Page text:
RPM. The rings will be a little cooler since they are the thermal conduit between the
piston and the cooler cylinder, and the cylinder is gradually cooler with distance down from its top. So if we guess at the average ring temperature as being 150ºC on air-cooled engines then we need to calculate for an engine oil viscosity at that temp for comparison of oils for use in air cooled engines. So for the oils that have their 40ºC and 100ºC viscosities listed then the 150ºC viscosity is calculated from an online calculator. For water-cooled engines, my calculator just uses the listed 100ºC viscosity in the formula. Cylinders that are chromed are slicker and need less oil. All cylinder liners (sleeves) are about a class 40 grey cast iron composition. The hardness can vary greatly depending on the kind of heat-treating which was used. Steel is never used in cylinder liner composition.

What is the Flash Point of your Stihl Oils?

Brand Temp
---------------------------------------
Castor Oil 2 Stroke 445°F
Maxima Castor 927 420°F
Bel Ray H1R 417.2°F
XPS BRP/Castrol 350°F SKIDOO
SUPER TECH 330°F (Walmart)

MAG 1 Synthetic 329°F (Walmart)

Motul 800 285°F
Maxima Super M 280°F
Yamalube 2R 255°F YAMAHA
Motul Bio 2T 255°F
Amsoil Saber Outboard 248°F
Maxima Formula K2 240 F
Amsoil Saber Pro 237°F
Red Line All Sport 230°F
Motorex Cross Power 2T 230°F
Hirth Blue Max 230°F
Red Line Two Racing 221°F
Maxima Super M Injector 220°F
Maxima Castor Oil 927 215°F
Pennzoil Multi 212°F
HUSQVARNA 2 Stroke 210°F
Bel-Ray MC1 208°F
Golden Spectro 2T 205°F
Mobil 2 Stroke Oil 204.8°F
Red Line Smokeless 201.2°F
Amsoil Dominator 198°F
Spectro "Golden" SX 196°F
Bel-Ray Si7 194°F
Castrol 2T 194°F
Spectro "Platinum" SX 191°F
Motul 710 190°F
Amsoil Interceptor 187°F What Rotax Rick uses in his 670's 40:1.
Golden Spectro Injector 187°F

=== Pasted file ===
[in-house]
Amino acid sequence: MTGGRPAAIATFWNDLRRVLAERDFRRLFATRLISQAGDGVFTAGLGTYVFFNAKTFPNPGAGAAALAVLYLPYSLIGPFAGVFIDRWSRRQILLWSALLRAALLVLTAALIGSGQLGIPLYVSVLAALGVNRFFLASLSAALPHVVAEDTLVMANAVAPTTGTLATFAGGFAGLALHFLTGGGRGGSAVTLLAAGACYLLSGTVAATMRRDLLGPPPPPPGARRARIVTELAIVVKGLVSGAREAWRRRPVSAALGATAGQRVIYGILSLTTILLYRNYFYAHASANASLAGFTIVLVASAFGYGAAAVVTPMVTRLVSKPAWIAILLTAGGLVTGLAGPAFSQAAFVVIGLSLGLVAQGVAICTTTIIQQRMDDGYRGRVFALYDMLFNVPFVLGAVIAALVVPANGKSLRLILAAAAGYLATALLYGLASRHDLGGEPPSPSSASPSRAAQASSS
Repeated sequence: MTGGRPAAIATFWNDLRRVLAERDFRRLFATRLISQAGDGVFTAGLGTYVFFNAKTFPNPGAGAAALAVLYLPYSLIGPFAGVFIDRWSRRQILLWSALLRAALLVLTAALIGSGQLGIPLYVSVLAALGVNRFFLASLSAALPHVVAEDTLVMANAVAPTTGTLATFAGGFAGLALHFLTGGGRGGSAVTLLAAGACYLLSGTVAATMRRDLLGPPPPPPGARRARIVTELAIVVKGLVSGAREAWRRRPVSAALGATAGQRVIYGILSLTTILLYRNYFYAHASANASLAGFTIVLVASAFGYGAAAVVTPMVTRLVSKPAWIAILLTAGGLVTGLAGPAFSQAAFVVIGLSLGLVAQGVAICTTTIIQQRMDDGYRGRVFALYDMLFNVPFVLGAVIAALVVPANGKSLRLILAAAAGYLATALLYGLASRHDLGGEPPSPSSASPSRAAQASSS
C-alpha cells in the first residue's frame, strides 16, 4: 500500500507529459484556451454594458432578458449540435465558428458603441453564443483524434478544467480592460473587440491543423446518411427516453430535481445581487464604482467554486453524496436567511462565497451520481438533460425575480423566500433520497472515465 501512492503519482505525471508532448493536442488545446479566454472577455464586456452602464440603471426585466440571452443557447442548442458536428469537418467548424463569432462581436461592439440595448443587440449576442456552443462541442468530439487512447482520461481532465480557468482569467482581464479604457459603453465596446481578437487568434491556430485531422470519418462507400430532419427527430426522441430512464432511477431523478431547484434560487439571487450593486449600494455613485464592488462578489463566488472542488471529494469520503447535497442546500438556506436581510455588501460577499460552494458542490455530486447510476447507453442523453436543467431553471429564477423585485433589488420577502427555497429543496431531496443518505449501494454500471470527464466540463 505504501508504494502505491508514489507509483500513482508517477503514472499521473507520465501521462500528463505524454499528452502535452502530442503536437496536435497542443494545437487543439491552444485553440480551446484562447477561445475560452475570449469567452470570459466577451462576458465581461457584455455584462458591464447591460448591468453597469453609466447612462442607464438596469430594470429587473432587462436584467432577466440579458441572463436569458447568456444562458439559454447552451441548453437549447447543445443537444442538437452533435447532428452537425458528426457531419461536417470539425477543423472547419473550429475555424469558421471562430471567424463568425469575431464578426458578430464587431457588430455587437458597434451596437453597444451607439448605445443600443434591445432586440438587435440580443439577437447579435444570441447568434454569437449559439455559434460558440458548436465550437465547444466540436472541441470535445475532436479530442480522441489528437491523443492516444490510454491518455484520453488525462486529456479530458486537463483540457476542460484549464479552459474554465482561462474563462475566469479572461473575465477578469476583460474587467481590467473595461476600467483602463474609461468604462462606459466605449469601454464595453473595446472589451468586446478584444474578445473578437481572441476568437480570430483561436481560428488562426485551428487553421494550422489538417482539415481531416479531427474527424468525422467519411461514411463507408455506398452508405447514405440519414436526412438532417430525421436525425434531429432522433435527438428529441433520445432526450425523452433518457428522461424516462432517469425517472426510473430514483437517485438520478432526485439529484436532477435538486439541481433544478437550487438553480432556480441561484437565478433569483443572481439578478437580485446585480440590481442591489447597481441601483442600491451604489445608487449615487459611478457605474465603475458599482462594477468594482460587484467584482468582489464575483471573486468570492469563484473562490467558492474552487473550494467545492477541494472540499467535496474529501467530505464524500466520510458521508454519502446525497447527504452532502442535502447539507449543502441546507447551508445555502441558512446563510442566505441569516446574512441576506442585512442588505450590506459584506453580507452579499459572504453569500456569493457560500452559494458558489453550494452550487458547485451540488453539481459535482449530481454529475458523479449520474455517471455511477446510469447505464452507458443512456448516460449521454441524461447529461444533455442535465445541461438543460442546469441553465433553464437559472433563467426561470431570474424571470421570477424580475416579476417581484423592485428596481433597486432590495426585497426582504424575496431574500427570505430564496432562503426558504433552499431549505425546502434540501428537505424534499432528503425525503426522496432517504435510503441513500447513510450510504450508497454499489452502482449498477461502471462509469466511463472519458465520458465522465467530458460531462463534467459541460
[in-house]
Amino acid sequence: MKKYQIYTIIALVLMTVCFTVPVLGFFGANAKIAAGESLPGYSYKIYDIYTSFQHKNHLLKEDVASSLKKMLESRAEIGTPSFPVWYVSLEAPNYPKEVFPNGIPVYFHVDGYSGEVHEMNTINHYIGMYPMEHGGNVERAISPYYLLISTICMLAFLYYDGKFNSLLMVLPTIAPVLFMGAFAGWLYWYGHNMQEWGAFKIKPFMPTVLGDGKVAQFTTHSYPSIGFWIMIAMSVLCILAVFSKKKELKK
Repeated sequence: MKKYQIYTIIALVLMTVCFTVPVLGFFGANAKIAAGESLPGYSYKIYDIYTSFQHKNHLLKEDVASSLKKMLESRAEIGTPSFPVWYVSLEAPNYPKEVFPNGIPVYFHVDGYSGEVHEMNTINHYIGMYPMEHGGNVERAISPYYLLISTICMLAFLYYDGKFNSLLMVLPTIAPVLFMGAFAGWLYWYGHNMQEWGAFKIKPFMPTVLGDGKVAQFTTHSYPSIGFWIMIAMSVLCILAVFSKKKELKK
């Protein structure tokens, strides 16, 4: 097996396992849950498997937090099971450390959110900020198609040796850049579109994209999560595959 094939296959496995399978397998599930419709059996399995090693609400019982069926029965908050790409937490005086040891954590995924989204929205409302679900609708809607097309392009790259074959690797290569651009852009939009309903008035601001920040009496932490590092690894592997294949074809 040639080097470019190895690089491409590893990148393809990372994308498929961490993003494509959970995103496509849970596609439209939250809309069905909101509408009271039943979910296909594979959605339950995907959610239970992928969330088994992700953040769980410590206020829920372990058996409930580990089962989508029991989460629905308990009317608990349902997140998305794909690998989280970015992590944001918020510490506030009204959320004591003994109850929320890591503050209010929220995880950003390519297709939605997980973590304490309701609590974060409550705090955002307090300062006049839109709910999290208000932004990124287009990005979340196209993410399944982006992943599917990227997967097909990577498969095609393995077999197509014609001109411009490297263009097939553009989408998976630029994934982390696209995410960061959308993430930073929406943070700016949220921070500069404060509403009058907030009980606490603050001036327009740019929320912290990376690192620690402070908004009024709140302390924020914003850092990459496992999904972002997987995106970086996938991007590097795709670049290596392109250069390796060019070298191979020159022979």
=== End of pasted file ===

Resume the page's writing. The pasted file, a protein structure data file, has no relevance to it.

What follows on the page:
Lucas Semi-Synthetic 182°F
Maxima Bio 2T 180°F
Valvoline 2 Stroke 172°F
Torco GP-7 165.2°F
Castrol Power RS 163°F
 
Last edited:

Yellowhammer

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I choose the Amsoil oil because of its supposed ability to prevent carbon buildup. I will keep this group posted on my findings.
I run 100LL because i dont know anything about pump gas down at the station.
I didn't think i would like the 582, but so far haven't had a reason not to.

Amsoil the best. Keep using it If it aint broke dont fix it.
 

Jay Dub

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After I posted here a bit up the page, I did a lot more reading and learning. A lot of the older 2 cycle oils were fairly similar. As I read and studied the Stihl ultra oil isn't rated that highly as it was made for double duty in both their 2 stroke and "4 mix" engines.

The most impressive 2 stroke premix oil for air cooled engines (I have a fresh Rotax 447) to me is Red Armor sold under the Echo or Shindaiwa brands. It's available not just at local power equipment dealers but also at hardware stores and home depot. I read online it is made by Spectro oils but I have no way to confirm that. It isn't cheap but the anti carbon buildup is impressive as well as the stabilizing effects are also impressive. Looking at photos of engines torn down that used it also shows good coverage and corrosion protection.